The widest ditch became very deep and reinforcements in the shape of three brawny lads were called in to help. As a result of their labours the ditch continued to a final depth of about 1m 75, and towards the bottom began to produce definite evidence of Iron Age occupation; first – shards of pot, then pieces of wood, and a very ancient piece of bone. Then finally, a section of vertebrae and two shoulder blades, all much too big to be human, and which could possibly have been used as digging tools by the original diggers of the ditch.
The excavation closed on Saturday 9th September and everyone involved were happy with the outcome, and the camaraderie of the site, despite the sore knees and aching backs.
Our special thanks must go to Mr. and Mrs. George Farr for their support and all the volunteers who gave up their spare time and effort to achieve a worthwhile result. We may return in 2018, so watch this space.
THE WAY AHEAD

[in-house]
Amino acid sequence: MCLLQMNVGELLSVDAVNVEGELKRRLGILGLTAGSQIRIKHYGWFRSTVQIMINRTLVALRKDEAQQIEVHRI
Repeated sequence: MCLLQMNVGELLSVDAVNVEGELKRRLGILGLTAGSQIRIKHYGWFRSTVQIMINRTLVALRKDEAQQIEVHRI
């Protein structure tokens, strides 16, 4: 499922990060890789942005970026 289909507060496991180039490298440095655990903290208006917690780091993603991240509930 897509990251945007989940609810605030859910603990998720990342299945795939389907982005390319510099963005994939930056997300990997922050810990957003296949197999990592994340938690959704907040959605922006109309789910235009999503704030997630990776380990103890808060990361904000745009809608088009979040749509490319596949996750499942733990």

Now that the Flodden 500 Project has ended, we are into a new era. We will no longer have the benefit of the Flodden 1513 ‘umbrella’ for helping to finance certain expenses and enabling us to take part as volunteers in archaeological excavations financed by the Heritage Lottery Fund. However, the TillVAS committee is determined to take a pro-active approach and to do all that it can to ensure that archaeology continues in our cross-Border area with opportunities for volunteering by TillVAS members. We are fortunate in already having in place our own Heritage Lottery funded project for the Branxton & Crookham Village Atlas with a major excavation, test-pitting, fieldwalking and metal detecting all taking place during 2017.